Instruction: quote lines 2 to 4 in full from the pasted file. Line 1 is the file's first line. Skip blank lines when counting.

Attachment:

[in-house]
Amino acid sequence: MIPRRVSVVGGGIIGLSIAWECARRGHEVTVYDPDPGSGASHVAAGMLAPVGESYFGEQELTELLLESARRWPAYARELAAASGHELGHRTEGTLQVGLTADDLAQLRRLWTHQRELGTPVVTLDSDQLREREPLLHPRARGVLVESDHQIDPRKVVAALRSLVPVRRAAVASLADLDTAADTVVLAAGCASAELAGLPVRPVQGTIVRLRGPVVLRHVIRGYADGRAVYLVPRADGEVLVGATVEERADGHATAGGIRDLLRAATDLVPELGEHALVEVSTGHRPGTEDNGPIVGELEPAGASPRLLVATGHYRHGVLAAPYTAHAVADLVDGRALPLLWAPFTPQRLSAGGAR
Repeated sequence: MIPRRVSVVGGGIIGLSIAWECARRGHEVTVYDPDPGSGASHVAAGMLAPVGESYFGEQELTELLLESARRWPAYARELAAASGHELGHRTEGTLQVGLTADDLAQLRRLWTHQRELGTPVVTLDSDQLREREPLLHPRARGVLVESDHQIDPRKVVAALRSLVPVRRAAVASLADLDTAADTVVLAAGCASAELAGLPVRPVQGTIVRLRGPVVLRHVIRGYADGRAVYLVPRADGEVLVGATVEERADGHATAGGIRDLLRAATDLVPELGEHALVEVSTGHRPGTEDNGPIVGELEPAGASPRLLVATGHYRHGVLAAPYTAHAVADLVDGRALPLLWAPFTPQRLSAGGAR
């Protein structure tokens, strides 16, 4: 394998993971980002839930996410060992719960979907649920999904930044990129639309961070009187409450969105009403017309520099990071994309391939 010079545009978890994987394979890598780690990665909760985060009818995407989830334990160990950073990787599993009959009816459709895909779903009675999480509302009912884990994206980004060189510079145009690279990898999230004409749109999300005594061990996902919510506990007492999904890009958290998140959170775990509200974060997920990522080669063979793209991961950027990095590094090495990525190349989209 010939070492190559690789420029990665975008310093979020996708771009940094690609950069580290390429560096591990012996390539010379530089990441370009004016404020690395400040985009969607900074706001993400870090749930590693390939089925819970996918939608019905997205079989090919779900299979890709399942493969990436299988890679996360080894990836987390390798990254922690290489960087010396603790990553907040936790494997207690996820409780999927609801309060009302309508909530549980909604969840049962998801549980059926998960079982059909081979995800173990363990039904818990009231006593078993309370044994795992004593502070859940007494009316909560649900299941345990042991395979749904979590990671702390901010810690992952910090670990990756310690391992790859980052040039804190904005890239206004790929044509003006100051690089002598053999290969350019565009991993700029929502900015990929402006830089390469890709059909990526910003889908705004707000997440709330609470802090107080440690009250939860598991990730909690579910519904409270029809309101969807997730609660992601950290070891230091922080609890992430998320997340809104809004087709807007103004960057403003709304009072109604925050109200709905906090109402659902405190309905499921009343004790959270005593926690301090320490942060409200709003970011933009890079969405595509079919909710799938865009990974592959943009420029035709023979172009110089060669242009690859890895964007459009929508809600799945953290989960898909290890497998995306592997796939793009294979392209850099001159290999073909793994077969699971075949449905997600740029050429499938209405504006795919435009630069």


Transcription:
Amino acid sequence: MIPRRVSVVGGGIIGLSIAWECARRGHEVTVYDPDPGSGASHVAAGMLAPVGESYFGEQELTELLLESARRWPAYARELAAASGHELGHRTEGTLQVGLTADDLAQLRRLWTHQRELGTPVVTLDSDQLREREPLLHPRARGVLVESDHQIDPRKVVAALRSLVPVRRAAVASLADLDTAADTVVLAAGCASAELAGLPVRPVQGTIVRLRGPVVLRHVIRGYADGRAVYLVPRADGEVLVGATVEERADGHATAGGIRDLLRAATDLVPELGEHALVEVSTGHRPGTEDNGPIVGELEPAGASPRLLVATGHYRHGVLAAPYTAHAVADLVDGRALPLLWAPFTPQRLSAGGAR
Repeated sequence: MIPRRVSVVGGGIIGLSIAWECARRGHEVTVYDPDPGSGASHVAAGMLAPVGESYFGEQELTELLLESARRWPAYARELAAASGHELGHRTEGTLQVGLTADDLAQLRRLWTHQRELGTPVVTLDSDQLREREPLLHPRARGVLVESDHQIDPRKVVAALRSLVPVRRAAVASLADLDTAADTVVLAAGCASAELAGLPVRPVQGTIVRLRGPVVLRHVIRGYADGRAVYLVPRADGEVLVGATVEERADGHATAGGIRDLLRAATDLVPELGEHALVEVSTGHRPGTEDNGPIVGELEPAGASPRLLVATGHYRHGVLAAPYTAHAVADLVDGRALPLLWAPFTPQRLSAGGAR
């Protein structure tokens, strides 16, 4: 394998993971980002839930996410060992719960979907649920999904930044990129639309961070009187409450969105009403017309520099990071994309391939 010079545009978890994987394979890598780690990665909760985060009818995407989830334990160990950073990787599993009959009816459709895909779903009675999480509302009912884990994206980004060189510079145009690279990898999230004409749109999300005594061990996902919510506990007492999904890009958290998140959170775990509200974060997920990522080669063979793209991961950027990095590094090495990525190349989209 010939070492190559690789420029990665975008310093979020996708771009940094690609950069580290390429560096591990012996390539010379530089990441370009004016404020690395400040985009969607900074706001993400870090749930590693390939089925819970996918939608019905997205079989090919779900299979890709399942493969990436299988890679996360080894990836987390390798990254922690290489960087010396603790990553907040936790494997207690996820409780999927609801309060009302309508909530549980909604969840049962998801549980059926998960079982059909081979995800173990363990039904818990009231006593078993309370044994795992004593502070859940007494009316909560649900299941345990042991395979749904979590990671702390901010810690992952910090670990990756310690391992790859980052040039804190904005890239206004790929044509003006100051690089002598053999290969350019565009991993700029929502900015990929402006830089390469890709059909990526910003889908705004707000997440709330609470802090107080440690009250939860598991990730909690579910519904409270029809309101969807997730609660992601950290070891230091922080609890992430998320997340809104809004087709807007103004960057403003709304009072109604925050109200709905906090109402659902405190309905499921009343004790959270005593926690301090320490942060409200709003970011933009890079969405595509079919909710799938865009990974592959943009420029035709023979172009110089060669242009690859890895964007459009929508809600799945953290989960898909290890497998995306592997796939793009294979392209850099001159290999073909793994077969699971075949449905997600740029050429499938209405504006795919435009630069």